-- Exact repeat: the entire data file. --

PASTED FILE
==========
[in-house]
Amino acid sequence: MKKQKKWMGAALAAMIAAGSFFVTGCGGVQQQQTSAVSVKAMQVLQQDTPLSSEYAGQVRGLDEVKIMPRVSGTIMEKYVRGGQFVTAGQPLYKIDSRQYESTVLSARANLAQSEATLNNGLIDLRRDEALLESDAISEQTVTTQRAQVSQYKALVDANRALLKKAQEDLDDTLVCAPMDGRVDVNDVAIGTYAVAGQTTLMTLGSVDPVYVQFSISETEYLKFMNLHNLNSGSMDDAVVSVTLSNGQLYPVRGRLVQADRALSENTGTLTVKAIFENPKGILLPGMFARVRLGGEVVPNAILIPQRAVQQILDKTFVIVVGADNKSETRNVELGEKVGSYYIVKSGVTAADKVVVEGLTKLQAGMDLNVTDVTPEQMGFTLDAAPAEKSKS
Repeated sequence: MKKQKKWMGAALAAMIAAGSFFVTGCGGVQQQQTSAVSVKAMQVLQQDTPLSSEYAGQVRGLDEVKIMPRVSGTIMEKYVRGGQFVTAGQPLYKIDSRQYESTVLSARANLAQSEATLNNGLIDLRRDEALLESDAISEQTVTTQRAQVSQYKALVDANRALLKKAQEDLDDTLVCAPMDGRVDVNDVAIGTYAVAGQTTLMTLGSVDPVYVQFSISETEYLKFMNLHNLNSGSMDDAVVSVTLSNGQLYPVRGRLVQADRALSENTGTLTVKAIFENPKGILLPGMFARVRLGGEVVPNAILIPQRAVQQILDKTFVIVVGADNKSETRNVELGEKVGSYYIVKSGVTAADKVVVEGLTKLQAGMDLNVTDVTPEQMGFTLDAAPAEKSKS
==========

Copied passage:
[in-house]
Amino acid sequence: MKKQKKWMGAALAAMIAAGSFFVTGCGGVQQQQTSAVSVKAMQVLQQDTPLSSEYAGQVRGLDEVKIMPRVSGTIMEKYVRGGQFVTAGQPLYKIDSRQYESTVLSARANLAQSEATLNNGLIDLRRDEALLESDAISEQTVTTQRAQVSQYKALVDANRALLKKAQEDLDDTLVCAPMDGRVDVNDVAIGTYAVAGQTTLMTLGSVDPVYVQFSISETEYLKFMNLHNLNSGSMDDAVVSVTLSNGQLYPVRGRLVQADRALSENTGTLTVKAIFENPKGILLPGMFARVRLGGEVVPNAILIPQRAVQQILDKTFVIVVGADNKSETRNVELGEKVGSYYIVKSGVTAADKVVVEGLTKLQAGMDLNVTDVTPEQMGFTLDAAPAEKSKS
Repeated sequence: MKKQKKWMGAALAAMIAAGSFFVTGCGGVQQQQTSAVSVKAMQVLQQDTPLSSEYAGQVRGLDEVKIMPRVSGTIMEKYVRGGQFVTAGQPLYKIDSRQYESTVLSARANLAQSEATLNNGLIDLRRDEALLESDAISEQTVTTQRAQVSQYKALVDANRALLKKAQEDLDDTLVCAPMDGRVDVNDVAIGTYAVAGQTTLMTLGSVDPVYVQFSISETEYLKFMNLHNLNSGSMDDAVVSVTLSNGQLYPVRGRLVQADRALSENTGTLTVKAIFENPKGILLPGMFARVRLGGEVVPNAILIPQRAVQQILDKTFVIVVGADNKSETRNVELGEKVGSYYIVKSGVTAADKVVVEGLTKLQAGMDLNVTDVTPEQMGFTLDAAPAEKSKS